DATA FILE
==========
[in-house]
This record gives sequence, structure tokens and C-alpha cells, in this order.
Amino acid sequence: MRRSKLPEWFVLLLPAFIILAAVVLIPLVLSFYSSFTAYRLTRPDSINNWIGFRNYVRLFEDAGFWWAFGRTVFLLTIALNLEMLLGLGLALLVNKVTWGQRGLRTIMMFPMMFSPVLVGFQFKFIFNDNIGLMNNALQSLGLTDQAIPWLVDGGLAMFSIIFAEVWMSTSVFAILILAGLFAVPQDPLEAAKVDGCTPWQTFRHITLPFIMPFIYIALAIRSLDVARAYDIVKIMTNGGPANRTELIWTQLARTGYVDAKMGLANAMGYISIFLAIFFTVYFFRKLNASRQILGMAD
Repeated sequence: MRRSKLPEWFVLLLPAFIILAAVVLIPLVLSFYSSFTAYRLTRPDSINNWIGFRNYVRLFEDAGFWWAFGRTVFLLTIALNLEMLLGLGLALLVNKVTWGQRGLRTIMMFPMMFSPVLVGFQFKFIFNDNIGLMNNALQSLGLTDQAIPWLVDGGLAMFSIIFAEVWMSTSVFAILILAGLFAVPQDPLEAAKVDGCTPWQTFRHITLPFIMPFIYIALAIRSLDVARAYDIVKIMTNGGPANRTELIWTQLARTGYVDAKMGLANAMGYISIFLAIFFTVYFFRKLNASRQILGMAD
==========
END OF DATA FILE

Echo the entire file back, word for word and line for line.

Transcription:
[in-house]
This record gives sequence, structure tokens and C-alpha cells, in this order.
Amino acid sequence: MRRSKLPEWFVLLLPAFIILAAVVLIPLVLSFYSSFTAYRLTRPDSINNWIGFRNYVRLFEDAGFWWAFGRTVFLLTIALNLEMLLGLGLALLVNKVTWGQRGLRTIMMFPMMFSPVLVGFQFKFIFNDNIGLMNNALQSLGLTDQAIPWLVDGGLAMFSIIFAEVWMSTSVFAILILAGLFAVPQDPLEAAKVDGCTPWQTFRHITLPFIMPFIYIALAIRSLDVARAYDIVKIMTNGGPANRTELIWTQLARTGYVDAKMGLANAMGYISIFLAIFFTVYFFRKLNASRQILGMAD
Repeated sequence: MRRSKLPEWFVLLLPAFIILAAVVLIPLVLSFYSSFTAYRLTRPDSINNWIGFRNYVRLFEDAGFWWAFGRTVFLLTIALNLEMLLGLGLALLVNKVTWGQRGLRTIMMFPMMFSPVLVGFQFKFIFNDNIGLMNNALQSLGLTDQAIPWLVDGGLAMFSIIFAEVWMSTSVFAILILAGLFAVPQDPLEAAKVDGCTPWQTFRHITLPFIMPFIYIALAIRSLDVARAYDIVKIMTNGGPANRTELIWTQLARTGYVDAKMGLANAMGYISIFLAIFFTVYFFRKLNASRQILGMAD